Cathay Pacific Records Passengers During Flights
Grow Your Business, Not Your Inbox
When asked about the use of cameras, a spokesperson for the airline confirmed to CNN that, "In line with standard practice and to protect our customers and frontline staff, there are CCTV cameras installed in our airport lounges and onboard aircraft (one camera, positioned near the cockpit door) for security purposes."
Storing such detailed and personal information requires tight security, which Cathay Pacific says it caters to with "commercially reasonable physical, electronic and procedural safeguards." The use of the word "reasonable" is not very reassuring, nor is the fact your data can be transferred to other countries and sit on the servers of the airline's subcontractors. As for data retention, Cathay Pacific will "retain your Personal Data for as long as is necessary."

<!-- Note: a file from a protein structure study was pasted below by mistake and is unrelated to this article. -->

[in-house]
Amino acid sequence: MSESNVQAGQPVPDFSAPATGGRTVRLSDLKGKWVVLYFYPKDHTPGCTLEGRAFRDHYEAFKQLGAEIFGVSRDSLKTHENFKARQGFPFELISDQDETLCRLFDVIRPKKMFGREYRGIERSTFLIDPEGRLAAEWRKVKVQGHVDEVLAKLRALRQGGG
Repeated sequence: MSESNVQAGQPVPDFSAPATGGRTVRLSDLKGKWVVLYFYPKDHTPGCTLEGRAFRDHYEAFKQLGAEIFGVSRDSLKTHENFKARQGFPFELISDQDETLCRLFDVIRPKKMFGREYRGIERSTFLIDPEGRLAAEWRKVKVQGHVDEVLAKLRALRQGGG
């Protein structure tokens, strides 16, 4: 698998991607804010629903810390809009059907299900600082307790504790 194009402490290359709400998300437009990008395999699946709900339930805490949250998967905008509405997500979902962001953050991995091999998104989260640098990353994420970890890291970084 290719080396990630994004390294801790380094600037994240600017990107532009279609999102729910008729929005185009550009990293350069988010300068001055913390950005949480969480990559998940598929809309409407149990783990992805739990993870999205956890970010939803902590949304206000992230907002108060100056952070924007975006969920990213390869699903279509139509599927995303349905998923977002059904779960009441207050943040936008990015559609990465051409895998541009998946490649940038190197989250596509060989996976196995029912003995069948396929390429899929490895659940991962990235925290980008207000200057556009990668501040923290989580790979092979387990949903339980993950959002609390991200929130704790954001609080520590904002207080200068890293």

The airline is not utilizing cameras in the back of seats to spy on passengers, but its record on data security and reliable online booking systems doesn't fill me with confidence. In October last year, the airline disclosed a data breach affecting 9.4 million passengers. Then in late December its booking system started selling $16,000 flights for $675, which it honored. Worse, though, was the fact it happened again just two weeks later.